The Shock (and Joy) of Winter

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It’s cold outside. I mean cold. Leaving early autumn behind in Europe and heading for the Australasian spring meant that I indulged in two summers last year; the latter was ultraviolet-bright, full of sand and sunburn and heady with vegetation. A thirty-hour flight time is an ordeal but it is not enough time to transition from a southern hemisphere midsummer to a German winter. The shock of the cold was expected but no less fierce for all the anticipation. Somewhere along the line I lost at least 30°c, shivering outside Munich airport in -8°c.

I was mentally ready for this, if not physically. I had missed Christmas with my family. As much as I like adventure I’m sentimental and yearn for the sights, sounds and smells of home. For a while I’d been craving the sound of tyres of on wet road, the peaty damp of England and condensation on coffee shop windows. Leaving the airport and being driven through the dark at 8am I could look out at the dim, snow-glowing landscape and anticipate the delayed joys of winter.

These joys began in the form of porridge, many bowls of creamy, cinnamon-flecked, vanilla-dusted porridge. My palette has eschewed the vibrant salads and berries of the Kiwi December and demanded large-scale carbohydrate consumption, consistently and insatiably. The cold, as we know, burns calories for sport; I was (and still am) in need of sustenance.  The joys of winter include my partner bounding in from the kitchen at 6am and whispering, with barely concealed excitement, “I’m making Kaiserschmarrn, would you like some?”. The answer was yes, I will currently devour anything if it is a relative of the pancake. I tasted, for the first time this week, a German style baked cheesecake, a revelation to me, a cheesecake hater with an aversion to those biscuit-crumble-base cream cheese concoctions. This beauty was vast, wobbly, golden topped, sour and sweet, divine in its mouth feel and lingering with subtle taste.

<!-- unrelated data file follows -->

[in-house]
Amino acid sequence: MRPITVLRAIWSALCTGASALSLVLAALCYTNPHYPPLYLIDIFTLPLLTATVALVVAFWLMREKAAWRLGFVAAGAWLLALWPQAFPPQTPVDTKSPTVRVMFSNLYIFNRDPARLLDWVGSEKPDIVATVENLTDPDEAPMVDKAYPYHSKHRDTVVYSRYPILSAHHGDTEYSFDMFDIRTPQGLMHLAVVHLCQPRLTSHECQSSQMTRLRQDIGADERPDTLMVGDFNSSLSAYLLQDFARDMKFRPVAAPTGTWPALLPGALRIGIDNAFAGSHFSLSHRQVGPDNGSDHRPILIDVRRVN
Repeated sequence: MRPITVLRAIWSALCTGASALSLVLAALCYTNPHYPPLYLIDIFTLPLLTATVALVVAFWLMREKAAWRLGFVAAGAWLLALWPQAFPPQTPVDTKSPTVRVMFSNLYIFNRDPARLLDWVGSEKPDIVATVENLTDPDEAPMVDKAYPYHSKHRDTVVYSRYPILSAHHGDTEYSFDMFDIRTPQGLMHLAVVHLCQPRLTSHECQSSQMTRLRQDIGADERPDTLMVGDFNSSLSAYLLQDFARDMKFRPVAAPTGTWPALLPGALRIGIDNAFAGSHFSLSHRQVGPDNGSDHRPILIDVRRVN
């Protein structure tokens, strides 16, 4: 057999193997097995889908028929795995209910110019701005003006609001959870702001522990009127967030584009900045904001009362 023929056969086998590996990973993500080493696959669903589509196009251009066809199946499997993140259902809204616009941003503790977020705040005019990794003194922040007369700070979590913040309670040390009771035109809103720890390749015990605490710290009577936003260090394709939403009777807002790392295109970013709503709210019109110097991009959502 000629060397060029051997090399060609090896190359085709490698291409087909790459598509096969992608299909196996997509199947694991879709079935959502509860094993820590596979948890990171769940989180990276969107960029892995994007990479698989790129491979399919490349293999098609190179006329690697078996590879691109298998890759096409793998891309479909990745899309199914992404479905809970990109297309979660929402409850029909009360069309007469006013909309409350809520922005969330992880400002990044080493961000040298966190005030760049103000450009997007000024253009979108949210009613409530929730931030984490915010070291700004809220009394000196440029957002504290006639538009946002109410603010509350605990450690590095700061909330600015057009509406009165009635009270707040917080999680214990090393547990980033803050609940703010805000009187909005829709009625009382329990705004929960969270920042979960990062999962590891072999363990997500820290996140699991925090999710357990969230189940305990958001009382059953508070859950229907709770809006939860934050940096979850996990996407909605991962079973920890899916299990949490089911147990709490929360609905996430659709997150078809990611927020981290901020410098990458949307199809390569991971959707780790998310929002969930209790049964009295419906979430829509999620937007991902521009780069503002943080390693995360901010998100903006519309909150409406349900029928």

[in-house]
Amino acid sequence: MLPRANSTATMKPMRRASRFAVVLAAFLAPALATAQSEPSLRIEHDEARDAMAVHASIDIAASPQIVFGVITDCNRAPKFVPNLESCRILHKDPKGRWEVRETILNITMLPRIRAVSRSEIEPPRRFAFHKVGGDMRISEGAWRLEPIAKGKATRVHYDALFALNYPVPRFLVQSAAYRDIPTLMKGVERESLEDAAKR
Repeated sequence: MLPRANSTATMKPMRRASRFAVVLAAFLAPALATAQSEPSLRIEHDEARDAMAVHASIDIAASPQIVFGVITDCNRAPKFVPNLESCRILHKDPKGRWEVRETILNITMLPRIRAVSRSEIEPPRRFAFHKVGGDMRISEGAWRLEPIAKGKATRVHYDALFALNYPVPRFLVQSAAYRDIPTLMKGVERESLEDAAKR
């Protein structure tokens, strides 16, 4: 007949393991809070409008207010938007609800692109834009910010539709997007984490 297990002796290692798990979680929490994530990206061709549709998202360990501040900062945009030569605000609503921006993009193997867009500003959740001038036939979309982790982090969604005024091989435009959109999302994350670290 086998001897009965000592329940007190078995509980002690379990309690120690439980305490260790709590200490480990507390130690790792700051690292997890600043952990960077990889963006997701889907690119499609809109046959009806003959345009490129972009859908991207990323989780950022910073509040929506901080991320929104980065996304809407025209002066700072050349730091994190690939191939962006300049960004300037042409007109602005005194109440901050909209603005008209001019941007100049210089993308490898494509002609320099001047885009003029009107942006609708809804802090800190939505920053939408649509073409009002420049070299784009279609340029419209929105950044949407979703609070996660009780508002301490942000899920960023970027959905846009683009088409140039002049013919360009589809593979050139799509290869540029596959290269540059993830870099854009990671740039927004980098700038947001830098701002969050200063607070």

I’ve been drinking spiced hot chocolate and earl grey tea. This weekend we decimated an entire French Boule, the crusty remnants were adorned, this morning, with marmalade. Eating buttered popcorn, potato dauphinois and warm Vetterbullar (cinnamon and cardamom rolls) won’t make me a reputable voice for health food but these are the things I looked forward to as I boated around the azure shores of the Abel Tasman. Some significant bouts of shivering plus a jet lag induced cold virus have told my body that I am in need of a winter layer or two. I am voracious, cosy and thinking ahead, always, to the next butter sodden venture. Winter can be dark if you let it, it is a time that must be celebrated for what it is; an opportunity to wiggle your toes in your socks, to light candles and fires, to bake and distribute joy, to feel your face tingling as you come inside from the cold. Read a book you’ve read a thousand times, knit something lumpy and hideous, bake a cheesecake. Winter is only kind if you embrace it.

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Der Beste Käsekuchen der Welt

(The Best Cheesecake in the World)

This recipe came from my partner’s printout stash of recipes and looks as though it was originally found on Translating it for this blog can only help my whimsical German learning. Since it’s a German recipe the quantities refer to the packets of Vanilla Sugar and Vanilla Pudding that are commonly found here. There are plenty of brands that, I’m sure, will make similar products but here, and in the UK, Dr Oetker products are a safe bet.


For the crust:

200g Plain Flour

75g Sugar

75g Butter

1 Egg

1 1/4 teaspoons baking powder

For the Filling:

125g Butter

225g Sugar

1 packet of Vanilla Sugar

1 packet of Vanilla Pudding

3 Eggs

1 cup Quark

1 Cup Sour Cream

1 Cup Whipping Cream



1)     Thoroughly mix ingredients for crust together and set aside.

2)     Blend butter, sugar, vanilla sugar, eggs, vanilla pudding, quark and sour cream

3)     Whip the cream and then fold into filling mixture.

4)     Preheat oven to 180°c.

5)     Line a large, round, greased spring form pan and press crust mixture evenly along

the bottom and up the sides of the tin. Should be 2-3cm thick on the bottom.

6)     Pour in filling mixture

7)     Bake for 1 hour

8)     Allow to cool before removing spring form edge.

9)     Its cold outside so this would be appropriately served with some sort of mulled fruit.

Or you could go heathen, like me, and tumble some unseasonal, Spanish-grown

strawberries over it.

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